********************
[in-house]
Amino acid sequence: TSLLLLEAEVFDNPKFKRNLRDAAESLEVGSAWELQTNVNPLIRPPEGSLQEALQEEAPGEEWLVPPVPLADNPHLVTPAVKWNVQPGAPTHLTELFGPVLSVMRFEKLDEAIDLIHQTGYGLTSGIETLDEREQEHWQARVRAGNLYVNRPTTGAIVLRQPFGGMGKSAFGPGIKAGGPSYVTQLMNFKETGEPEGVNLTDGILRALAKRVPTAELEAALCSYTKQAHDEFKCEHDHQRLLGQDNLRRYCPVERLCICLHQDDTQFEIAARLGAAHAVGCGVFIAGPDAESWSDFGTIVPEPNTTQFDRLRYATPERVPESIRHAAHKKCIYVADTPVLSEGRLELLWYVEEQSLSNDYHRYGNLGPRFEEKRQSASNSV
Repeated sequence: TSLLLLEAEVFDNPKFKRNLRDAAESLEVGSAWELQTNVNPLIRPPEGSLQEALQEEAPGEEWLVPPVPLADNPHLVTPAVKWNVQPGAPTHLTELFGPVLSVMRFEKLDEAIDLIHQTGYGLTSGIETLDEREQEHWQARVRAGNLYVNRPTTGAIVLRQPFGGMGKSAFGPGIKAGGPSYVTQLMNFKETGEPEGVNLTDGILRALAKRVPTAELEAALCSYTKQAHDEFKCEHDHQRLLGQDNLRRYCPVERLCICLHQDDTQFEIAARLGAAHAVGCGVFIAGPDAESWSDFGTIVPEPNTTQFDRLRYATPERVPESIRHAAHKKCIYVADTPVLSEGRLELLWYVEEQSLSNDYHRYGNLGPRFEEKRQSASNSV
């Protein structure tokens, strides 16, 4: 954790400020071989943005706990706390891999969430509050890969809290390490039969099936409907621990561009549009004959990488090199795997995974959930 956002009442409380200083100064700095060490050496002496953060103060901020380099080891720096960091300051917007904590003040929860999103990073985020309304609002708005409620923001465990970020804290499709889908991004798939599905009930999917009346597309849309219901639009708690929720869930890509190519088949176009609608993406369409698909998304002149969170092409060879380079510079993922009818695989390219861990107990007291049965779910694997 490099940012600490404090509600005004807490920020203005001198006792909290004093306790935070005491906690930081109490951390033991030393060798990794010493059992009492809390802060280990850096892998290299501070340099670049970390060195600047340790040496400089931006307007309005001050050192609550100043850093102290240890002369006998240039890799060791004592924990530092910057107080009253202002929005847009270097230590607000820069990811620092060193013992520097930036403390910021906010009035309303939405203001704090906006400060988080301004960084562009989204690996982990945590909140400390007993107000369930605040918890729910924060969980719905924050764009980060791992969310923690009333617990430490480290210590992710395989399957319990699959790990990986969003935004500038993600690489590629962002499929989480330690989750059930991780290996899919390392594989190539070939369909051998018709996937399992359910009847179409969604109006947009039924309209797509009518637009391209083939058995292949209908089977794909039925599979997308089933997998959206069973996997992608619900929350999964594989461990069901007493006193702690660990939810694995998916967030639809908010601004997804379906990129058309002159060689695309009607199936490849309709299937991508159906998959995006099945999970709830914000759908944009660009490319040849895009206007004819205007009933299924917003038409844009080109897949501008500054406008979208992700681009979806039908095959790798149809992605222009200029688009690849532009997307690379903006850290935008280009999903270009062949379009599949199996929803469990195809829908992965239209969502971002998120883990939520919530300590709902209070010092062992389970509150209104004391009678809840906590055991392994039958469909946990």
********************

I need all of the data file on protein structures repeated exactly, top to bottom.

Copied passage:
[in-house]
Amino acid sequence: TSLLLLEAEVFDNPKFKRNLRDAAESLEVGSAWELQTNVNPLIRPPEGSLQEALQEEAPGEEWLVPPVPLADNPHLVTPAVKWNVQPGAPTHLTELFGPVLSVMRFEKLDEAIDLIHQTGYGLTSGIETLDEREQEHWQARVRAGNLYVNRPTTGAIVLRQPFGGMGKSAFGPGIKAGGPSYVTQLMNFKETGEPEGVNLTDGILRALAKRVPTAELEAALCSYTKQAHDEFKCEHDHQRLLGQDNLRRYCPVERLCICLHQDDTQFEIAARLGAAHAVGCGVFIAGPDAESWSDFGTIVPEPNTTQFDRLRYATPERVPESIRHAAHKKCIYVADTPVLSEGRLELLWYVEEQSLSNDYHRYGNLGPRFEEKRQSASNSV
Repeated sequence: TSLLLLEAEVFDNPKFKRNLRDAAESLEVGSAWELQTNVNPLIRPPEGSLQEALQEEAPGEEWLVPPVPLADNPHLVTPAVKWNVQPGAPTHLTELFGPVLSVMRFEKLDEAIDLIHQTGYGLTSGIETLDEREQEHWQARVRAGNLYVNRPTTGAIVLRQPFGGMGKSAFGPGIKAGGPSYVTQLMNFKETGEPEGVNLTDGILRALAKRVPTAELEAALCSYTKQAHDEFKCEHDHQRLLGQDNLRRYCPVERLCICLHQDDTQFEIAARLGAAHAVGCGVFIAGPDAESWSDFGTIVPEPNTTQFDRLRYATPERVPESIRHAAHKKCIYVADTPVLSEGRLELLWYVEEQSLSNDYHRYGNLGPRFEEKRQSASNSV
């Protein structure tokens, strides 16, 4: 954790400020071989943005706990706390891999969430509050890969809290390490039969099936409907621990561009549009004959990488090199795997995974959930 956002009442409380200083100064700095060490050496002496953060103060901020380099080891720096960091300051917007904590003040929860999103990073985020309304609002708005409620923001465990970020804290499709889908991004798939599905009930999917009346597309849309219901639009708690929720869930890509190519088949176009609608993406369409698909998304002149969170092409060879380079510079993922009818695989390219861990107990007291049965779910694997 490099940012600490404090509600005004807490920020203005001198006792909290004093306790935070005491906690930081109490951390033991030393060798990794010493059992009492809390802060280990850096892998290299501070340099670049970390060195600047340790040496400089931006307007309005001050050192609550100043850093102290240890002369006998240039890799060791004592924990530092910057107080009253202002929005847009270097230590607000820069990811620092060193013992520097930036403390910021906010009035309303939405203001704090906006400060988080301004960084562009989204690996982990945590909140400390007993107000369930605040918890729910924060969980719905924050764009980060791992969310923690009333617990430490480290210590992710395989399957319990699959790990990986969003935004500038993600690489590629962002499929989480330690989750059930991780290996899919390392594989190539070939369909051998018709996937399992359910009847179409969604109006947009039924309209797509009518637009391209083939058995292949209908089977794909039925599979997308089933997998959206069973996997992608619900929350999964594989461990069901007493006193702690660990939810694995998916967030639809908010601004997804379906990129058309002159060689695309009607199936490849309709299937991508159906998959995006099945999970709830914000759908944009660009490319040849895009206007004819205007009933299924917003038409844009080109897949501008500054406008979208992700681009979806039908095959790798149809992605222009200029688009690849532009997307690379903006850290935008280009999903270009062949379009599949199996929803469990195809829908992965239209969502971002998120883990939520919530300590709902209070010092062992389970509150209104004391009678809840906590055991392994039958469909946990």